Skin Pinch Unwanted Side Effects or Risks?
- Asked by intears in Toronto
- 4 years ago
What are the chances of scarring after having a skin pinch? What are the risks? After having lower transconjunctival lower Blepharoplasty done with laser CO2 Resurfacing. I have extra skin and am going to do a skin pinch to get rid of it. Yet, I am concerned with scaring and risks. Are the chances high? Any advice?
The scarring from a skin pinch procedure is usually minimal. In most patients it is fact undetectable.
However, the alteration in eye shape may not be.
When skin is removed from the lower eyelid, it causes a downward force on the lower eyelid. The lower eyelid is a very weak structure, and can pull down. The result, over several months time, can be a typical blepharoplasty look, with a rounding of the eye, of a pulling down of the lower eyelid especially on the corners.
We do not therefore perform the skin pinch on the lower eyelid without doing an ultrashort incision cheeklift (USIC), which pulls up on the cheek, allowing conservative removal of skin from the lower eyelid without the high risk of eyelid shape alteration.
Skin Pinch Blepharoplasty - A Safe Procedure
Skin Pinch Blepharoplasty refers to removing skin only and staying superficial in performing this procedure so that underlying structures like your muscle or fat pads are untouched. This superficial approach minimizes the chance for complication such as scar retraction (Ectropion). As long as not too much skin is removed, and the procedure is performed by an expert that is board certified, it is a safe procedure and most often the scar is undetectable.
Pinch excision will always leave a scar but usually not easy to see
The skin pinch is a common approach used by plastic surgeons to eliminate redundant eyelid skin. It can be done at the same time as transconjunctival blepharoplasty or later as a "touch up" procedure. The results obtained in reference to the visibility of the incision line are usually good and rarely do patients complain about the scar or feel it is overly conspicuous.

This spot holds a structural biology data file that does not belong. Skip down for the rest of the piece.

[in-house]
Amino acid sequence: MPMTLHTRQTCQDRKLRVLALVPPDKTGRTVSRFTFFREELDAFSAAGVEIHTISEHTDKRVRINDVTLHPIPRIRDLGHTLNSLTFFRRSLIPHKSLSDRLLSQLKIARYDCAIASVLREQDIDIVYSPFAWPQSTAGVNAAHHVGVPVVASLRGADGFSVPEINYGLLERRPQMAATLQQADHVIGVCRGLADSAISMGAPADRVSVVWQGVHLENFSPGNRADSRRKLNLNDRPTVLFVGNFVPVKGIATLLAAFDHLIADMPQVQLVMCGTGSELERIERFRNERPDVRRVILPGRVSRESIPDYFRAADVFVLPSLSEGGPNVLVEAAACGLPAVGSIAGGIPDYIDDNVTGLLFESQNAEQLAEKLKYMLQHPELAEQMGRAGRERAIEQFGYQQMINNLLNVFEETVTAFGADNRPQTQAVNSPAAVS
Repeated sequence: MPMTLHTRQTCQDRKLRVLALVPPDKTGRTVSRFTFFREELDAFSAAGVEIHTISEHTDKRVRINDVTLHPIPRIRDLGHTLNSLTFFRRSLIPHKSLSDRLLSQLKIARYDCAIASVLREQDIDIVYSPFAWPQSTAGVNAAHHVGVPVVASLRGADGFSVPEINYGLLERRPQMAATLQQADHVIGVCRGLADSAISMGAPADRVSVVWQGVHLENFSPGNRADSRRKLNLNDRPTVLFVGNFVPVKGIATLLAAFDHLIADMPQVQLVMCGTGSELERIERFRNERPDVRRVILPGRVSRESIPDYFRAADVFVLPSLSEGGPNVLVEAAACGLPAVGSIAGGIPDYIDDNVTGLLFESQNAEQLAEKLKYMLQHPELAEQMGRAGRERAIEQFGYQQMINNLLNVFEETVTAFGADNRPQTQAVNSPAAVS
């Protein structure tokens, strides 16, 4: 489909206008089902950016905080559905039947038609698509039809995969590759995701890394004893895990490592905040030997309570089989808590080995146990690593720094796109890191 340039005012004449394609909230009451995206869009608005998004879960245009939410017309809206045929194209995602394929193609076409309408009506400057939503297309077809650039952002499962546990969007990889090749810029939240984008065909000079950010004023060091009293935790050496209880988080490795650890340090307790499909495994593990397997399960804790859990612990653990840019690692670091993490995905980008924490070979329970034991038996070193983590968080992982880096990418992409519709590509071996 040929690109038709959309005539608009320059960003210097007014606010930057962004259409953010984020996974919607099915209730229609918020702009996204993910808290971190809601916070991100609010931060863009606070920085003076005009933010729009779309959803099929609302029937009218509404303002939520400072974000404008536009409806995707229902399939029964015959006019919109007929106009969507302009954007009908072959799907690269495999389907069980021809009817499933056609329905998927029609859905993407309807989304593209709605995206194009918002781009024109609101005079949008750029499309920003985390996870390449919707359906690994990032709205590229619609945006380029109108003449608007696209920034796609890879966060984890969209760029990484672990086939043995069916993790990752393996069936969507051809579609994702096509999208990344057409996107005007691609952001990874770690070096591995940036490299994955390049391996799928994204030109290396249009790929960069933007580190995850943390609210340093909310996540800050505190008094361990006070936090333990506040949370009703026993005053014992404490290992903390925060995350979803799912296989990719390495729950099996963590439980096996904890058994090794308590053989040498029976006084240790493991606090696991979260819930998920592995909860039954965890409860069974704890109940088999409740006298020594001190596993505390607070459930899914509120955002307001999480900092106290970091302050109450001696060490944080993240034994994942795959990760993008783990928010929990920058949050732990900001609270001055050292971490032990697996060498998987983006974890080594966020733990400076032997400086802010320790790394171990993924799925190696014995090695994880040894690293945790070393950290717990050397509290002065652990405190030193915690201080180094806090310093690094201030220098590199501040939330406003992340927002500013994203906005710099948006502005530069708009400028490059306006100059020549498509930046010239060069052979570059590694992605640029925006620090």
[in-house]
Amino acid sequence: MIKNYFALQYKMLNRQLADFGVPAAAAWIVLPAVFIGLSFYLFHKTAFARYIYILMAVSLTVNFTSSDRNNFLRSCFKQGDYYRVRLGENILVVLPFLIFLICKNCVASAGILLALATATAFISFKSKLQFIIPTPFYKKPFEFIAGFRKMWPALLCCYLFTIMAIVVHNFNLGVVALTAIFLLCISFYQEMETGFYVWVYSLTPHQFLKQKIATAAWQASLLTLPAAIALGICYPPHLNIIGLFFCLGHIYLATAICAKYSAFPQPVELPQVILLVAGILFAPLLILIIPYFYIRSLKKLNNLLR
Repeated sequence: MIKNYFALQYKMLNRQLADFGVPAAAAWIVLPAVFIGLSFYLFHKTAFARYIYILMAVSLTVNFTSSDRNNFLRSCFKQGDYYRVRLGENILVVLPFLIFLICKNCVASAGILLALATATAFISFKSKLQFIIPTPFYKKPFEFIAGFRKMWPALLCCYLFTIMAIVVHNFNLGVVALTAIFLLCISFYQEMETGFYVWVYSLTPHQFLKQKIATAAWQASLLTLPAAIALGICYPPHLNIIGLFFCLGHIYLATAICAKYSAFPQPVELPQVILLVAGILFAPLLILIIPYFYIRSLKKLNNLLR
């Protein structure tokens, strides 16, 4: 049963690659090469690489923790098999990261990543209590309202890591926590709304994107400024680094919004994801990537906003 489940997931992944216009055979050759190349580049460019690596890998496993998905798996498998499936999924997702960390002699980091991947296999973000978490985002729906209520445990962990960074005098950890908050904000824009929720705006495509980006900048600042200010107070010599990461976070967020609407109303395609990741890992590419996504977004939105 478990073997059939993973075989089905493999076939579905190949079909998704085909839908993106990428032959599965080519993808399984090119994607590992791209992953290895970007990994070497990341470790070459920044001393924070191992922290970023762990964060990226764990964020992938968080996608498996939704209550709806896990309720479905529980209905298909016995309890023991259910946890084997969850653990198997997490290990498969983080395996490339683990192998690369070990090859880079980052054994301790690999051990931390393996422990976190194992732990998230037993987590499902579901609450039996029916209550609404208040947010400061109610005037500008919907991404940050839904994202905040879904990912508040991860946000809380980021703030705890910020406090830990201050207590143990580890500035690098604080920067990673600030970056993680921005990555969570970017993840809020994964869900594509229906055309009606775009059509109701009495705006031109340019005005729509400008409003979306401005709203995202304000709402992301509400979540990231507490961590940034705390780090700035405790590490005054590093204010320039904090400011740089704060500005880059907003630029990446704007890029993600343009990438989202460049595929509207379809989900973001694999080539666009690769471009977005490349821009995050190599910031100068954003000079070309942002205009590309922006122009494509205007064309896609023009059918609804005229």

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Skin pinch results are in the hands of your surgeon
A skin pinch, in the hands of a well trained, qualified, and experienced surgeon should have minimal to no risk. With a proper incision placement, the scar should fade away nicely, and since only excess skin is removed with no violation of the muscle, drooping of the eyelid should not be a problem. These complications can happen if the surgeon is not extremely familiar with this procedure, so be careful.
In proper hands the incision should be very inconspicous
In experienced hands the incision should be insonspicous. However I have seen incisions placed too low or even too high and I have seen too much skin removed. With this in mind make sure your surgeon is experienced and ask to see some pictures. Then if you are still uneasy ask to speak to a previous patient.
Skin Pinch after Transconjunctival Blepharoplasty
Many blepharoplasty surgeons combine skin pinch and trans-conjunctival fat removal in one procedure. If the lid support is assessed accurately and the skin removal done with conservatism, this procedure can be effective. Scaring should be minimal and not an issue.
Keep in mind, that a couple of skin wrinkles under the eye are OK, a droopy eyelid with ectropion is not. Therefore, your surgeon will not want to compromize lower lid support.
Removal of skin from the lower lid is a very delicate procedure and one that requires thought and understanding of the forces on the lower lid. I agree with Dr. Moelleken and will remove skin from the lower lid but only in conjunction with a cheek or lid supporting procedure.
Usually only 2-4 mm of skin can be removed safely. In addition I will do a cheek elevation or a tarsal support with muscle plication. Scarring is very minimal to virtually invisible if done correctly.
Pick your surgeon wisely.
Skin pinch can cause problems if eyelid support is inadequate
If too much skin is removed, ectropion is a risk.
If your lower eyelid support is weak, meaning that the lower eyelid is loose and has a tendency to droop, the risk of ectropion or lid droop is increased.
Your doctor should do a "lid snap back test" to make certain that your lower eyelid has adequate support.
This is particularly important since you have had both a previous blepharoplasty and CO2 laser resurfacing.
These answers are for educational purposes and should not be relied upon as a substitute for medical advice you may receive from your physician. If you have a medical emergency, please call 911. These answers do not constitute or initiate a patient/doctor relationship.